Monday, December 08, 2014

Stray Notes (Walking)

Out of yesterday’s tramp. Twenty acres of turnips gone unharvested, rotting in the earth: their local cloying stench unbuffeted by the breeze. A bald eagle, immature, strafing forty or so mallards, who erupt into the sun, and a bevy of goldeneye, who dive, remarkably, in concert. A great horned owl (Leonard Preserve) stuck like a paper bag up in a Norway spruce, unmoving. Kestrels partout, three on wires along the road. One hovering interminably, tail splayed, correcting minutely, and diving into tall grass, quarry hid. A brown creeper flitting and nervous, continually recommencing its whorl up a trunk. To stand among oaks, their strewn browns and coppers, to look down into the variable gray entanglements of a buttonbush swamp. (Think of Thoreau’s huzzahs in “Walking” for “the impervious and quaking swamps”: “When, formerly, I have analyzed my partiality for some farm which I had contemplated purchasing, I have frequently found that I was attracted solely by a few square rods of impermeable and unfathomable bog—a natural sink in one corner of it.”)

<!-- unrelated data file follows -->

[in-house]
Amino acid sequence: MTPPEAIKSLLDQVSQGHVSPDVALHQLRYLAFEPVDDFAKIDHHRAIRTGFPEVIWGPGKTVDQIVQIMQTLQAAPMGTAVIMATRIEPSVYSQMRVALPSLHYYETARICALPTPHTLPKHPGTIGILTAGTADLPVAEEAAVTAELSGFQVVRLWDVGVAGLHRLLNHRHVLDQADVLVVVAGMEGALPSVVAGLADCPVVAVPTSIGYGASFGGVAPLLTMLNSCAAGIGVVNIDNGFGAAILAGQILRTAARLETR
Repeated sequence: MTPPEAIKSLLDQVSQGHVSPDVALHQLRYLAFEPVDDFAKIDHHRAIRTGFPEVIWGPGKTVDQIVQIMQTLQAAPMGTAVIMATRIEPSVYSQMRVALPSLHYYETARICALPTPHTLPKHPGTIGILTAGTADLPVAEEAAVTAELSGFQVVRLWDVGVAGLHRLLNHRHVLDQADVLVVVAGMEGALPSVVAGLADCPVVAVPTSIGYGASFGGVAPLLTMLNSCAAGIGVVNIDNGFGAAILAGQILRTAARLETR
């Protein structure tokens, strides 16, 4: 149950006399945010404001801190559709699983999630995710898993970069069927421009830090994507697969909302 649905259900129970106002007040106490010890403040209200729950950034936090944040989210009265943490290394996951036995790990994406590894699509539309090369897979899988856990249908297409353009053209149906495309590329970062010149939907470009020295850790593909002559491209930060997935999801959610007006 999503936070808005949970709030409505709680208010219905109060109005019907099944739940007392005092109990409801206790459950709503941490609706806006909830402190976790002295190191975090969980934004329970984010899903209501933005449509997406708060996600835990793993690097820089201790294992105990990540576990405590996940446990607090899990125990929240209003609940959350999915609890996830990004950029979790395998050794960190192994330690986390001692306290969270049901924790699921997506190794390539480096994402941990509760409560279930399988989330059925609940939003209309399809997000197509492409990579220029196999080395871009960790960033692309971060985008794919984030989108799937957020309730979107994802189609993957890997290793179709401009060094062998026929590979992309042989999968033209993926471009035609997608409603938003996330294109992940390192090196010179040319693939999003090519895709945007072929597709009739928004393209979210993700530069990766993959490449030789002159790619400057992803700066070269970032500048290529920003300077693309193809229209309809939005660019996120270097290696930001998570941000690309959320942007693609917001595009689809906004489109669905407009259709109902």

Writing it down, “to preserve the mind’s chastity.”